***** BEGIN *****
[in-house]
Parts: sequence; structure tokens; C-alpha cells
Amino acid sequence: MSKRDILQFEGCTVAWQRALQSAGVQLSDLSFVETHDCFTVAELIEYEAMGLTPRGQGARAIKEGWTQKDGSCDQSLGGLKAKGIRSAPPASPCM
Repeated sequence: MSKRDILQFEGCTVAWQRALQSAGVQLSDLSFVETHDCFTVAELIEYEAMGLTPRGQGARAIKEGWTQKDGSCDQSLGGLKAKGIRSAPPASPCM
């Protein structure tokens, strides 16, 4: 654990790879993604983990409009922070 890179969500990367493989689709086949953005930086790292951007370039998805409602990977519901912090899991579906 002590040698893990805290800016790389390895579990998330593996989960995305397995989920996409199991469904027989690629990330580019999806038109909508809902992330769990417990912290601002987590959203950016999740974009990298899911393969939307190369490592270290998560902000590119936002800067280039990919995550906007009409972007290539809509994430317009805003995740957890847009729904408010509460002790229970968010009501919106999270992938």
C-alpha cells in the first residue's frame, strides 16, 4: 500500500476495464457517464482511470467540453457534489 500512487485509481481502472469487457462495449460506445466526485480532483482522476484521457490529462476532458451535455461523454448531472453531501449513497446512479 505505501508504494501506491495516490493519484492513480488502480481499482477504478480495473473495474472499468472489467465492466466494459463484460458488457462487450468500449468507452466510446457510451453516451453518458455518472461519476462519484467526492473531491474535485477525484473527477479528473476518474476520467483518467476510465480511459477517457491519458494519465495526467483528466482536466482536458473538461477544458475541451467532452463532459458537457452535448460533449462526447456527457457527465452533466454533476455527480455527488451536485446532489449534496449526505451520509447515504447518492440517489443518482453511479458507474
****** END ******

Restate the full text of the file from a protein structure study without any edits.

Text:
[in-house]
Parts: sequence; structure tokens; C-alpha cells
Amino acid sequence: MSKRDILQFEGCTVAWQRALQSAGVQLSDLSFVETHDCFTVAELIEYEAMGLTPRGQGARAIKEGWTQKDGSCDQSLGGLKAKGIRSAPPASPCM
Repeated sequence: MSKRDILQFEGCTVAWQRALQSAGVQLSDLSFVETHDCFTVAELIEYEAMGLTPRGQGARAIKEGWTQKDGSCDQSLGGLKAKGIRSAPPASPCM
């Protein structure tokens, strides 16, 4: 654990790879993604983990409009922070 890179969500990367493989689709086949953005930086790292951007370039998805409602990977519901912090899991579906 002590040698893990805290800016790389390895579990998330593996989960995305397995989920996409199991469904027989690629990330580019999806038109909508809902992330769990417990912290601002987590959203950016999740974009990298899911393969939307190369490592270290998560902000590119936002800067280039990919995550906007009409972007290539809509994430317009805003995740957890847009729904408010509460002790229970968010009501919106999270992938």
C-alpha cells in the first residue's frame, strides 16, 4: 500500500476495464457517464482511470467540453457534489 500512487485509481481502472469487457462495449460506445466526485480532483482522476484521457490529462476532458451535455461523454448531472453531501449513497446512479 505505501508504494501506491495516490493519484492513480488502480481499482477504478480495473473495474472499468472489467465492466466494459463484460458488457462487450468500449468507452466510446457510451453516451453518458455518472461519476462519484467526492473531491474535485477525484473527477479528473476518474476520467483518467476510465480511459477517457491519458494519465495526467483528466482536466482536458473538461477544458475541451467532452463532459458537457452535448460533449462526447456527457457527465452533466454533476455527480455527488451536485446532489449534496449526505451520509447515504447518492440517489443518482453511479458507474